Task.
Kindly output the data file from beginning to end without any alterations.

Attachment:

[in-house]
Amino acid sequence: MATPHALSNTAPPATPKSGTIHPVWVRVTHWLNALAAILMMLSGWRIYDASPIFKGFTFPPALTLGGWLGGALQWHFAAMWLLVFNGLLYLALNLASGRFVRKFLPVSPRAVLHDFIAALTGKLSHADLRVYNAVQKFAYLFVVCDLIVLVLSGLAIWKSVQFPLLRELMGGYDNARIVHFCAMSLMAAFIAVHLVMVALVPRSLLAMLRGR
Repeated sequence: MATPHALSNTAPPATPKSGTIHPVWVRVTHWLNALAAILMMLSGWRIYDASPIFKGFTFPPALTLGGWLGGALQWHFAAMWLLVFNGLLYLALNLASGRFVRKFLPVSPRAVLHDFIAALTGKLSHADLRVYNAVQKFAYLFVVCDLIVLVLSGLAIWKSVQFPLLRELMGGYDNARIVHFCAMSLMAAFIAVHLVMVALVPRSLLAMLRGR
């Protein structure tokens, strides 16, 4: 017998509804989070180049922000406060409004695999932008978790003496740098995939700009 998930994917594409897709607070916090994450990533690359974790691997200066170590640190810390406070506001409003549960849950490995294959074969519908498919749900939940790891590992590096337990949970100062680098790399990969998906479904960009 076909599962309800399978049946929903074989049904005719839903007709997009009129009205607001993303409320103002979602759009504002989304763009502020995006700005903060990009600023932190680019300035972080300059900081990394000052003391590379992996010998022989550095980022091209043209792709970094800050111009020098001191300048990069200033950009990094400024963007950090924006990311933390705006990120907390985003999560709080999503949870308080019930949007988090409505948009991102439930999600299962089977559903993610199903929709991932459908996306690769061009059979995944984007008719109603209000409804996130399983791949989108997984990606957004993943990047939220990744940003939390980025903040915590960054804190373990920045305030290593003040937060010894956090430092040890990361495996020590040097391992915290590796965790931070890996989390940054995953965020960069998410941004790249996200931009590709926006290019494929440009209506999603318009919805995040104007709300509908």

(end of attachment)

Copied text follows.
[in-house]
Amino acid sequence: MATPHALSNTAPPATPKSGTIHPVWVRVTHWLNALAAILMMLSGWRIYDASPIFKGFTFPPALTLGGWLGGALQWHFAAMWLLVFNGLLYLALNLASGRFVRKFLPVSPRAVLHDFIAALTGKLSHADLRVYNAVQKFAYLFVVCDLIVLVLSGLAIWKSVQFPLLRELMGGYDNARIVHFCAMSLMAAFIAVHLVMVALVPRSLLAMLRGR
Repeated sequence: MATPHALSNTAPPATPKSGTIHPVWVRVTHWLNALAAILMMLSGWRIYDASPIFKGFTFPPALTLGGWLGGALQWHFAAMWLLVFNGLLYLALNLASGRFVRKFLPVSPRAVLHDFIAALTGKLSHADLRVYNAVQKFAYLFVVCDLIVLVLSGLAIWKSVQFPLLRELMGGYDNARIVHFCAMSLMAAFIAVHLVMVALVPRSLLAMLRGR
């Protein structure tokens, strides 16, 4: 017998509804989070180049922000406060409004695999932008978790003496740098995939700009 998930994917594409897709607070916090994450990533690359974790691997200066170590640190810390406070506001409003549960849950490995294959074969519908498919749900939940790891590992590096337990949970100062680098790399990969998906479904960009 076909599962309800399978049946929903074989049904005719839903007709997009009129009205607001993303409320103002979602759009504002989304763009502020995006700005903060990009600023932190680019300035972080300059900081990394000052003391590379992996010998022989550095980022091209043209792709970094800050111009020098001191300048990069200033950009990094400024963007950090924006990311933390705006990120907390985003999560709080999503949870308080019930949007988090409505948009991102439930999600299962089977559903993610199903929709991932459908996306690769061009059979995944984007008719109603209000409804996130399983791949989108997984990606957004993943990047939220990744940003939390980025903040915590960054804190373990920045305030290593003040937060010894956090430092040890990361495996020590040097391992915290590796965790931070890996989390940054995953965020960069998410941004790249996200931009590709926006290019494929440009209506999603318009919805995040104007709300509908």